In England, from the time of Elizabeth to the reign of William and Mary, judicial astrology was at its height. After the great London fire, in 1666, a committee of the House of Commons publicly summoned the famous astrologer, Lilly, to come before Parliament and report to them on his alleged prediction of the calamity that had befallen the city. Lilly, for some reason best known to himself, denied having made such a prediction, being, as he explained, "more interested in determining affairs of much more importance to the future welfare of the country." Some of the explanations of his interpretations will suffice to show their absurdities, which, however, were by no means regarded as absurdities at that time, for Lilly was one of the greatest astrologers of his day. He said that in 1588 a prophecy had been printed in Greek characters which foretold exactly the troubles of England between the years 1641. and 1660. "And after him shall come a dreadful dead man," ran the prophecy, "and with him a royal G of the best blood in the world, and he shall have the crown and shall set England on the right way and put out all heresies. His interpretation of this was that, "Monkery being extinguished above eighty or ninety years, and the Lord General's name being Monk, is the dead man. The royal G or C (it is gamma in the Greek, intending C in the Latin, being the third letter in the alphabet) is Charles II., who, for his extraction, may be said to be of the best blood of the world."[5]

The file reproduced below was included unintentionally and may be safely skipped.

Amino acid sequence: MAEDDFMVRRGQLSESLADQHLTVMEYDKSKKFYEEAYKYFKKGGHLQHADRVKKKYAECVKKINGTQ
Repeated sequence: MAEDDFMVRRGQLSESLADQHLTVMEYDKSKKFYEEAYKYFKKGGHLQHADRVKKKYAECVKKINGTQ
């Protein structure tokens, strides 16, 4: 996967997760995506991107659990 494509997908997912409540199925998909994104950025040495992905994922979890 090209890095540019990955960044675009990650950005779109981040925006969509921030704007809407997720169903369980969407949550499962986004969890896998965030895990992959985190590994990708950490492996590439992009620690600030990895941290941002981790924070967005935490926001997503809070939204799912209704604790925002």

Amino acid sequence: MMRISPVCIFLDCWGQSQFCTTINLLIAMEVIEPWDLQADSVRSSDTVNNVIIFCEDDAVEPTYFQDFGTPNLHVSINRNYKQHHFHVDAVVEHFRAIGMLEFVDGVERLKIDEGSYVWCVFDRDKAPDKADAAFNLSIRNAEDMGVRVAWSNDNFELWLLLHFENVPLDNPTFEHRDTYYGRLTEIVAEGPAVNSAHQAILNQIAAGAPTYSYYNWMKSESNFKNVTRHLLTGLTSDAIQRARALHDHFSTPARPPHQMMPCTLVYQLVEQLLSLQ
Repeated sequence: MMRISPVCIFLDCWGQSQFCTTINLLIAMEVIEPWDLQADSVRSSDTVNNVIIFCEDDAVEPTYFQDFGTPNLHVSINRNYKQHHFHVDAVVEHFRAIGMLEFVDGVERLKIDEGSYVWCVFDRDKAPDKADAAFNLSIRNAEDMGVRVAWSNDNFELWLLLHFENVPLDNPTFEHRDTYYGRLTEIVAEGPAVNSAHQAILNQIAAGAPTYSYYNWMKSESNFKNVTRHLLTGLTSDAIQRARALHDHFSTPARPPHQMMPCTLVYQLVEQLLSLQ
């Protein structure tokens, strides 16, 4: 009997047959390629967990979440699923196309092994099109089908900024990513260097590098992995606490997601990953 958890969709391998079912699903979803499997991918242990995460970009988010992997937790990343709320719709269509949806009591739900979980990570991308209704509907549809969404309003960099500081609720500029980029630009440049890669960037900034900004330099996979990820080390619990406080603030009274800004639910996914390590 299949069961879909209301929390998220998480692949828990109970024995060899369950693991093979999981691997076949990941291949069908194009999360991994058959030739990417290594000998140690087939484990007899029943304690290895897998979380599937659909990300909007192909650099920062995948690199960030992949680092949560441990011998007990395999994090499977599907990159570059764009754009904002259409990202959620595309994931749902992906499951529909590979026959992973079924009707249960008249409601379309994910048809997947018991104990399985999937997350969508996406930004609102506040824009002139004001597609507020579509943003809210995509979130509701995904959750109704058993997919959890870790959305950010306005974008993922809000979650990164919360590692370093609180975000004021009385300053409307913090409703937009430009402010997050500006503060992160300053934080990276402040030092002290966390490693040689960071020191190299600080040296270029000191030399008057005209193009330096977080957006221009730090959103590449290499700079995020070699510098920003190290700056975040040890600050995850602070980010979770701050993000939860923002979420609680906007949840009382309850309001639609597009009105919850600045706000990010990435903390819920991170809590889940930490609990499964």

This may be taken as a fair sample of Lilly's interpretations of astrological prophesies, but many of his own writings, while somewhat more definite and direct, are still left sufficiently vague to allow his skilful interpretations to set right an apparent mistake. One of his famous documents was "The Starry Messenger," a little pamphlet purporting to explain the phenomenon of a "strange apparition of three suns" that were seen in London on November 19, 1644—-the anniversary of the birth of Charles I., then the reigning monarch. This phenomenon caused a great stir among the English astrologers, coming, as it did, at a time of great political disturbance. Prophecies were numerous, and Lilly's brochure is only one of many that appeared at that time, most of which, however, have been lost. Lilly, in his preface, says: "If there be any of so prevaricate a judgment as to think that the apparition of these three Suns doth intimate no Novelle thing to happen in our own Climate, where they were manifestly visible, I shall lament their indisposition, and conceive their brains to be shallow, and voyde of understanding humanity, or notice of common History."

Having thus forgiven his few doubting readers, who were by no means in the majority in his day, he takes up in review the records of the various appearances of three suns as they have occurred during the Christian era, showing how such phenomena have governed certain human events in a very definite manner. Some of these are worth recording.